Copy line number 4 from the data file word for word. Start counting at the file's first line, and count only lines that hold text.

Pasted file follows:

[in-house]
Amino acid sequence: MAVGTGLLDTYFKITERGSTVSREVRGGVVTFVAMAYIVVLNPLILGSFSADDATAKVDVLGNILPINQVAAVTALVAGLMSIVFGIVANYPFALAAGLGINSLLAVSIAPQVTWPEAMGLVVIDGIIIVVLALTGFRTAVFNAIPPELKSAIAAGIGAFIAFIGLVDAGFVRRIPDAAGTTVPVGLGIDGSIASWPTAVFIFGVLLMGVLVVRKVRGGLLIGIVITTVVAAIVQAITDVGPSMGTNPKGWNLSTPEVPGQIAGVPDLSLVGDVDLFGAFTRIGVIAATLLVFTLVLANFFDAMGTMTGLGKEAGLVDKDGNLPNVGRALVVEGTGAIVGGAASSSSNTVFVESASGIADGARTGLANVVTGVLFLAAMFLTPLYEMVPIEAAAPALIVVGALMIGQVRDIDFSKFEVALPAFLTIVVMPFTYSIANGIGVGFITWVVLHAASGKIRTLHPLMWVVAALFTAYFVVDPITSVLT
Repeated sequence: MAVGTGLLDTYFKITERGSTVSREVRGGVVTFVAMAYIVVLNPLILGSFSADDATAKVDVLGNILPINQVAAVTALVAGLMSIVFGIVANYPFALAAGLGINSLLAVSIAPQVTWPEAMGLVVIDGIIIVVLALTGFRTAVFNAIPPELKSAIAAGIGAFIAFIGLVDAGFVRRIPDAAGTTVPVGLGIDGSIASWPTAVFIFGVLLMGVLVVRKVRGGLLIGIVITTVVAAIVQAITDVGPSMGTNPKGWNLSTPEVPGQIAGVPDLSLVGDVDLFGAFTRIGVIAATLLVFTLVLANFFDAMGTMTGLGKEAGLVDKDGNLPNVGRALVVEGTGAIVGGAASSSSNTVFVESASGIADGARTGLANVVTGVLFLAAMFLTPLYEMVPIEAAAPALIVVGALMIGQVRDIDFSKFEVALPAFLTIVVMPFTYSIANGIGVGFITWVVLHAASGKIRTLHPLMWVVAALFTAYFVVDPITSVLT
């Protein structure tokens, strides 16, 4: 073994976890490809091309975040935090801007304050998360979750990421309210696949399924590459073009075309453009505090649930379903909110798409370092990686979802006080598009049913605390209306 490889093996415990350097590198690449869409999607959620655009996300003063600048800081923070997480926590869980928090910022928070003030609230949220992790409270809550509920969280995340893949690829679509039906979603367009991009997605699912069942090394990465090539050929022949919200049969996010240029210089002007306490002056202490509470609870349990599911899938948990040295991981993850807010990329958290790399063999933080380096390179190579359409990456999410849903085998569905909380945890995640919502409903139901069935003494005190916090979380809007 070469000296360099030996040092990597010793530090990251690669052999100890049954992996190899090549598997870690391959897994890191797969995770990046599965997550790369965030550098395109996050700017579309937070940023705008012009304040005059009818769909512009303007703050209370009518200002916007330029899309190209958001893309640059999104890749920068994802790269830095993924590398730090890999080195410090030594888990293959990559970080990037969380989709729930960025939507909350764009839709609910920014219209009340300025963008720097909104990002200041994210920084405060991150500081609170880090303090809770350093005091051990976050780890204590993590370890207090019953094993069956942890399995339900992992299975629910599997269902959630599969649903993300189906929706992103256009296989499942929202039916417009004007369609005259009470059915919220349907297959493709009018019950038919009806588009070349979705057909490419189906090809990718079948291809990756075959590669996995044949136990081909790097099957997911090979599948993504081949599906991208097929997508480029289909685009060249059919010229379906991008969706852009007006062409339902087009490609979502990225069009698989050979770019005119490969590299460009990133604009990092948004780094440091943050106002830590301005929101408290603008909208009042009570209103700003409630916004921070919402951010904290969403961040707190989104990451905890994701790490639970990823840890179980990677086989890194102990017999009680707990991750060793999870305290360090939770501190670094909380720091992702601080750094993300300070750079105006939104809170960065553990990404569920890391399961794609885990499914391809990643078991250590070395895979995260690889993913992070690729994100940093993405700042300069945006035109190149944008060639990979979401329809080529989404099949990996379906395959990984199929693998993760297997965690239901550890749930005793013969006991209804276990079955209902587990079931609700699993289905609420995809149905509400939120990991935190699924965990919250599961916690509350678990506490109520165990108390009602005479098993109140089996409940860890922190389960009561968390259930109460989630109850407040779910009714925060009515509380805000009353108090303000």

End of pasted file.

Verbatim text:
């Protein structure tokens, strides 16, 4: 073994976890490809091309975040935090801007304050998360979750990421309210696949399924590459073009075309453009505090649930379903909110798409370092990686979802006080598009049913605390209306 490889093996415990350097590198690449869409999607959620655009996300003063600048800081923070997480926590869980928090910022928070003030609230949220992790409270809550509920969280995340893949690829679509039906979603367009991009997605699912069942090394990465090539050929022949919200049969996010240029210089002007306490002056202490509470609870349990599911899938948990040295991981993850807010990329958290790399063999933080380096390179190579359409990456999410849903085998569905909380945890995640919502409903139901069935003494005190916090979380809007 070469000296360099030996040092990597010793530090990251690669052999100890049954992996190899090549598997870690391959897994890191797969995770990046599965997550790369965030550098395109996050700017579309937070940023705008012009304040005059009818769909512009303007703050209370009518200002916007330029899309190209958001893309640059999104890749920068994802790269830095993924590398730090890999080195410090030594888990293959990559970080990037969380989709729930960025939507909350764009839709609910920014219209009340300025963008720097909104990002200041994210920084405060991150500081609170880090303090809770350093005091051990976050780890204590993590370890207090019953094993069956942890399995339900992992299975629910599997269902959630599969649903993300189906929706992103256009296989499942929202039916417009004007369609005259009470059915919220349907297959493709009018019950038919009806588009070349979705057909490419189906090809990718079948291809990756075959590669996995044949136990081909790097099957997911090979599948993504081949599906991208097929997508480029289909685009060249059919010229379906991008969706852009007006062409339902087009490609979502990225069009698989050979770019005119490969590299460009990133604009990092948004780094440091943050106002830590301005929101408290603008909208009042009570209103700003409630916004921070919402951010904290969403961040707190989104990451905890994701790490639970990823840890179980990677086989890194102990017999009680707990991750060793999870305290360090939770501190670094909380720091992702601080750094993300300070750079105006939104809170960065553990990404569920890391399961794609885990499914391809990643078991250590070395895979995260690889993913992070690729994100940093993405700042300069945006035109190149944008060639990979979401329809080529989404099949990996379906395959990984199929693998993760297997965690239901550890749930005793013969006991209804276990079955209902587990079931609700699993289905609420995809149905509400939120990991935190699924965990919250599961916690509350678990506490109520165990108390009602005479098993109140089996409940860890922190389960009561968390259930109460989630109850407040779910009714925060009515509380805000009353108090303000």